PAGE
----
I spent part of the weekend playing with my kalimba prototype. You may have seen it at the end of my Instructable “Designing for Ponoko Laser Cutting With SketchUp and Inkscape (a study in cubes)“.
A kalimba is a percussion class of instrument, originally from Africa, which has evolved to suit different cultures in modern time. My particular evolution is a laser cut design – and I’m playing around with a C-major tuning at the moment (although I am finding improvisation in this key boring).
I started off with the plain box that you see below. It’s an oversized design so that I could play around with the placement of tines, bridge, the tuning and have lots of room to hand drill the holes I needed. The design has been laser cut from 6mm Eurolite plywood, and doesn’t need the small screws that you see to stay together. However, the screws do aid in rigidity and the vibration of the sound box.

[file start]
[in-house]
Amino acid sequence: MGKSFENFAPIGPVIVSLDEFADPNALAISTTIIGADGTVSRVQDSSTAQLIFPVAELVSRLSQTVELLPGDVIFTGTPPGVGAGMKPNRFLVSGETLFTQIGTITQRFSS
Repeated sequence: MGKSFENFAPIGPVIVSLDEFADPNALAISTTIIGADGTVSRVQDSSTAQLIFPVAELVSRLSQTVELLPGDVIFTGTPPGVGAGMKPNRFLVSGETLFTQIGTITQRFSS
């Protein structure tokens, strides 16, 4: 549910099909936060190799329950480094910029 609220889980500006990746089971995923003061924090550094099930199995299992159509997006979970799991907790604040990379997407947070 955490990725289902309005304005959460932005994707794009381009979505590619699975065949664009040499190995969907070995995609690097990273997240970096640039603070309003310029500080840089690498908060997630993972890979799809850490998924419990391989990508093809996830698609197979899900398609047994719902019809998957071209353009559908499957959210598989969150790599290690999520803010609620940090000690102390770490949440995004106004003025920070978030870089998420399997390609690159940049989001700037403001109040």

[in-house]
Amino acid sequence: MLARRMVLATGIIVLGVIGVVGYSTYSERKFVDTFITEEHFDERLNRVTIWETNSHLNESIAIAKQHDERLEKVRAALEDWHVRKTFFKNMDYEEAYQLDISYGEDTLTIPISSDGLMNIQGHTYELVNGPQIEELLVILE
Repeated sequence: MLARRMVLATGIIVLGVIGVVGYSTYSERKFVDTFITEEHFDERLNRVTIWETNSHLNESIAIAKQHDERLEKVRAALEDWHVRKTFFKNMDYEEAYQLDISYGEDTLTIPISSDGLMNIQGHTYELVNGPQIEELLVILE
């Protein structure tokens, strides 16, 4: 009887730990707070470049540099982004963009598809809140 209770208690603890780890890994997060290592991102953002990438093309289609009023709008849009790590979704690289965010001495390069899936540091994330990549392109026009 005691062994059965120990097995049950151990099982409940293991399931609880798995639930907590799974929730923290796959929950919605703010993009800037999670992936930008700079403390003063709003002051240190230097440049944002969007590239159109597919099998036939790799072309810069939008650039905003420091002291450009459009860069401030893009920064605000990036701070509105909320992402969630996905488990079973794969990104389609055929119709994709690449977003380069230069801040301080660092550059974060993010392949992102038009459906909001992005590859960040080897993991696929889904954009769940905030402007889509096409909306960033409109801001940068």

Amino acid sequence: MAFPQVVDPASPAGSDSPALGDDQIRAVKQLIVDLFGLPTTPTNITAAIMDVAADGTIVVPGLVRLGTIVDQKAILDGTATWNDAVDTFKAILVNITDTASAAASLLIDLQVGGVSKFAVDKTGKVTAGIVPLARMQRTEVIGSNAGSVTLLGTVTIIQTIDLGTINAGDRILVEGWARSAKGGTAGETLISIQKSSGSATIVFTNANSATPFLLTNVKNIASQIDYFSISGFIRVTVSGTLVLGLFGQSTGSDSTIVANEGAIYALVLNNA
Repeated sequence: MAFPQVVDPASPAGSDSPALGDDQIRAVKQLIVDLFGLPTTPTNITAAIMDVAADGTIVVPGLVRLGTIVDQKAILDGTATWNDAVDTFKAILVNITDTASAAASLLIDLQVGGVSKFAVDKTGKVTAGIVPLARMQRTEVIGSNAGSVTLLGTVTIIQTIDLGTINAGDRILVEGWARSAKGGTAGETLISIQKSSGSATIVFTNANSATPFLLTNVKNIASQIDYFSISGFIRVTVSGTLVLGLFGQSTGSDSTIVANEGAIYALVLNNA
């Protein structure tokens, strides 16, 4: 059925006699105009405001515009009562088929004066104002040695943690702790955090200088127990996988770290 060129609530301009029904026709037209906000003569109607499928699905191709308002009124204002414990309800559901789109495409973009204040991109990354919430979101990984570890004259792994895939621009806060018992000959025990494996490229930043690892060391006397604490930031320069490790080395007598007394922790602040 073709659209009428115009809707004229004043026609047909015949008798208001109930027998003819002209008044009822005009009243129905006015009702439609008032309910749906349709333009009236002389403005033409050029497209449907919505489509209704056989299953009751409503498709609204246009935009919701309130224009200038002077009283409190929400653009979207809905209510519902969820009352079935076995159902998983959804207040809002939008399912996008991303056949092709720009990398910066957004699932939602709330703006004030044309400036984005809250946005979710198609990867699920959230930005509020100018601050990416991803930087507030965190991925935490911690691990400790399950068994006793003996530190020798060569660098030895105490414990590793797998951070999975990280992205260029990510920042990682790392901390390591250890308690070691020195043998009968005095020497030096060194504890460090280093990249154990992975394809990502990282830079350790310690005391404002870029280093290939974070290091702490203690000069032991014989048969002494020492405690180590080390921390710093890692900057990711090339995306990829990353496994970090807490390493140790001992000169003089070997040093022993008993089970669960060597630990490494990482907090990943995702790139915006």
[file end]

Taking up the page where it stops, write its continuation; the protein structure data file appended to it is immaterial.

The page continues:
Not knowing much about what materials would work for tines, I decided to repurpose a rake – cutting and filing 12 tines to 20cm in length. I then used two pieces of acrylic offcuts from my other laser cut creations to sandwich the tines and produce a note. 3mm bolts between every tine make sure that each is fastened down – but these have to be tight, so 3mm acrylic is used on the other side of the plywood, under the head of the screws so that the plywood is not compressed.
Once I had the bridge in place I tuned the kalimba and realised that I had to secure the ends of the tines with another piece of acrylic offcut to reduce the buzzing sound. Now the tonal quality is pure and mellow (I just wish I could play something on it).
The prototyping process is not quite over (there are some electronics and some software to come), but I already have a list of design improvements:
- Smaller, thinner, and tines closer together
- Etching on bridge and incorporated around sound hole rather than under tines
- Revise box design and not use miniature screws
- Hide ends of tines (like a baffle)
- Improve upon the screws in the bridge – use a allen\hex head, or similar, for easier tuning
- Raise the tines near the sound hole for easier plucking
To show you how a kalimba (and similar instruments) should look and sound, following are a few videos: